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Mol Microbiol. 2004 May;52(3):651-60.

Solution structure and domain architecture of the divisome protein FtsN.

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MRC Laboratory of Molecular Biology, Hills Road, Cambridge CB2 2QH, UK.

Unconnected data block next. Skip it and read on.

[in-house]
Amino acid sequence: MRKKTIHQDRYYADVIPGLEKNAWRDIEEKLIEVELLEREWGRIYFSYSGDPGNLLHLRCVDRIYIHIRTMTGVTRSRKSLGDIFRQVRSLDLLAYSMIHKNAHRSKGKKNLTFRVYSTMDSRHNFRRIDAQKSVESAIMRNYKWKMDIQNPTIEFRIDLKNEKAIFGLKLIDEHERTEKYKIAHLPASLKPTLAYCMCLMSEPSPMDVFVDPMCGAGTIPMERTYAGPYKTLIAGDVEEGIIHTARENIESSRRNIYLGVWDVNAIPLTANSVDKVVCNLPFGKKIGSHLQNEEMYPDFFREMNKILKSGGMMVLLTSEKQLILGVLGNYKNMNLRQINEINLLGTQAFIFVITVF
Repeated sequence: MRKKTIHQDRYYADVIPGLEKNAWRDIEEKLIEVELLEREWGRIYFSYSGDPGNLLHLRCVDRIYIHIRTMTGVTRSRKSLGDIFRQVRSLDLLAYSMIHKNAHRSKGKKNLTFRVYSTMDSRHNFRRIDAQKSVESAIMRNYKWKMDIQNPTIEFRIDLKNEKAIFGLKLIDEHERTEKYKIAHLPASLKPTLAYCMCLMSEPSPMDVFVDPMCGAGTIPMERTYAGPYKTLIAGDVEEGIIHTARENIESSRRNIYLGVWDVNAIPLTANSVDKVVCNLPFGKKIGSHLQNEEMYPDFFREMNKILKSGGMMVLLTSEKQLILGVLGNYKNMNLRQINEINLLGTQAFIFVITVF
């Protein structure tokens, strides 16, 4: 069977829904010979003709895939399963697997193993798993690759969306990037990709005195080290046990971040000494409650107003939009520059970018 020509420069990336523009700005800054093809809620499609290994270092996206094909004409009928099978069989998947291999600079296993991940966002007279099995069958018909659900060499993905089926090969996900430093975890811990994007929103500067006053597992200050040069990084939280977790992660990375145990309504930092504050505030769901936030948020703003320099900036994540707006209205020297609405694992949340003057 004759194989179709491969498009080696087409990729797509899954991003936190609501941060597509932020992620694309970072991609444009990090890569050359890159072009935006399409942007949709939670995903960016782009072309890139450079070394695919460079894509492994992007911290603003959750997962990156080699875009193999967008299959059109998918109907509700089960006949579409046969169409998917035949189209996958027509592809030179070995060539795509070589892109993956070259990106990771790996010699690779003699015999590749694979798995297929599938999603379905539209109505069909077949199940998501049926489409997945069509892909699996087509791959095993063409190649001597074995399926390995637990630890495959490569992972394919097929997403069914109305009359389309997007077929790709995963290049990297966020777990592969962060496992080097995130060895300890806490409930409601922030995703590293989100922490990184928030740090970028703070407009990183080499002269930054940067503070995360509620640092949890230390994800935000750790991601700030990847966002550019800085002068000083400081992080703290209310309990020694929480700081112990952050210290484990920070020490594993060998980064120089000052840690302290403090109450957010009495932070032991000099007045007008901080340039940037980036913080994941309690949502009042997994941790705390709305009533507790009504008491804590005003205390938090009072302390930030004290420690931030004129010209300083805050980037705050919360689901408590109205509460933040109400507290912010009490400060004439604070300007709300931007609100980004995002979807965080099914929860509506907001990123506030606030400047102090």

Prokaryotic cell division occurs through the formation of a septum, which in Escherichia coli requires coordination of the invagination of the inner membrane, biosynthesis of peptidoglycan and constriction of the outer membrane. FtsN is an essential cell division protein and forms part of the divisome, a putative complex of proteins located in the cytoplasmic membrane. Structural analyses of FtsN by nuclear magnetic resonance (NMR) reveals an RNP-like fold at the C-terminus (comprising residues 243-319), which has significant sequence homology to a peptidoglycan-binding domain. Sequential deletion mutagenesis in combination with NMR shows that the remaining of the periplasmic region of FtsN is unfolded, with the exception of three short, only partially formed helices following the trans-membrane helix. Based on these findings we propose a model in which FtsN, anchored in the inner membrane, bridges over to the peptidoglycan layer, thereby enabling the coordination of the divisome and the murein-shaping machinery in the periplasm.

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